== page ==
Analyst: IBM's patent pledge good for Web services

Summary:Earlier this month, we talked about IBM's pledge to provide the methods behind 500 of its patents to anyone that wants to use them, at no charge, with no fear of legal repercussions. (My original post about "IBM's patent surprise" is here.

Earlier this month, we talked about IBM's pledge to provide the methods behind 500 of its patents to anyone that wants to use them, at no charge, with no fear of legal repercussions. (My original post about "IBM's patent surprise" is here.)

AMR Research's J. Paul Kirby has just weighed in on IBM's 500 patents announcement. His take: "IBMs promise makes it harder for Microsoft and Sunto monetize Web services transactions. It is also a further signal thatanyone wanting to handicap open source through litigation will have toget through IBM first."

Kirby goes on to say that "by making these particular patents available for free use through opensource, IBM is suggesting its answer: Web services transactions shouldbe free. This aligns closely with the position of the primary Webstandards body, the W3C consortium, which has a preference forroyalty-free use of technology. If the W3C finds favor with IBMs plan,it will be much harder for Sun and Microsoft to pick the other side."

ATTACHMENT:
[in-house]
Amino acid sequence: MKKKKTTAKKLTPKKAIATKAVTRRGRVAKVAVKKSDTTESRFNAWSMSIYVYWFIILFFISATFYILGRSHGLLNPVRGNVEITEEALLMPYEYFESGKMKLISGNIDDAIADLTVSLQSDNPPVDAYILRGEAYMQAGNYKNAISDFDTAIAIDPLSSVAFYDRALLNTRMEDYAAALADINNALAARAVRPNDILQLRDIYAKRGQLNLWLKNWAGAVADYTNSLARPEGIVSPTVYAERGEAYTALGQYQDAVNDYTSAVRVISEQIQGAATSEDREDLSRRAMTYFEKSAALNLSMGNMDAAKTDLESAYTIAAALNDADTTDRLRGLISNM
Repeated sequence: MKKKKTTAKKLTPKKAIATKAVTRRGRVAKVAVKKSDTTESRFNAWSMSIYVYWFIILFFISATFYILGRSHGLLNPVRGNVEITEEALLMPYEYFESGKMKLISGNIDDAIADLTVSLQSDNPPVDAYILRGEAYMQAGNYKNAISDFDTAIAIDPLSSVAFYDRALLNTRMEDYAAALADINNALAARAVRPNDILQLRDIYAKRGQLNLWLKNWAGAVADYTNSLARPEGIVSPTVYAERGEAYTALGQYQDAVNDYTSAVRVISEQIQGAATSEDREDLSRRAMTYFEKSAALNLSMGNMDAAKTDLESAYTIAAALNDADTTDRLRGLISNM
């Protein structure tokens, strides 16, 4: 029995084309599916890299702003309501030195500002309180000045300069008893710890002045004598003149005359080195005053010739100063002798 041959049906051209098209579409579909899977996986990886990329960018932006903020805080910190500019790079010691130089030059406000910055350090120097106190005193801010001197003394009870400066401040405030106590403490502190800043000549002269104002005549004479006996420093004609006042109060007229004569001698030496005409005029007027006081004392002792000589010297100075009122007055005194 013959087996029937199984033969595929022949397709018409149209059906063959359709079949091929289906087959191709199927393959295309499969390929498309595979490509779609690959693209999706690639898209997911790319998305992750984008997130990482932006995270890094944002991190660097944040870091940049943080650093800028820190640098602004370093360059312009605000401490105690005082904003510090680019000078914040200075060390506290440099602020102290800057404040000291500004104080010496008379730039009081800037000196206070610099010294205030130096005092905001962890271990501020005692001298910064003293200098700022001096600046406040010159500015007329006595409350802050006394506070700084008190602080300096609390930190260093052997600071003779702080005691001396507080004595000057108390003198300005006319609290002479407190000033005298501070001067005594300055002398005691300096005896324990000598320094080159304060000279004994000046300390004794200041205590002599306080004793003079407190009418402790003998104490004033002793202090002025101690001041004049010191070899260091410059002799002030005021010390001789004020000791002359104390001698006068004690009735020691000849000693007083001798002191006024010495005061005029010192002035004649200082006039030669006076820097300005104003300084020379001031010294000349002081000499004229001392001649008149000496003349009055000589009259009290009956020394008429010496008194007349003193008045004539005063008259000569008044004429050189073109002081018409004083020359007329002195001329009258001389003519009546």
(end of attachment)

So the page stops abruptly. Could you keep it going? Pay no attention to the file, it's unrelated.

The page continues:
IBM may have other motives for the patent release as well, of course. But the pledge is very much a breath of fresh air. Let's hope other industry players follow suit.




















Topics: Patents

About

Joe McKendrick is an author and independent analyst who tracks the impact of information technology on management and markets. Joe is co-author, along with 16 leading industry leaders and thinkers, of the SOA Manifesto, which outlines the values and guiding principles of service orientation. He speaks frequently on cloud, SOA, data, and... Full Bio

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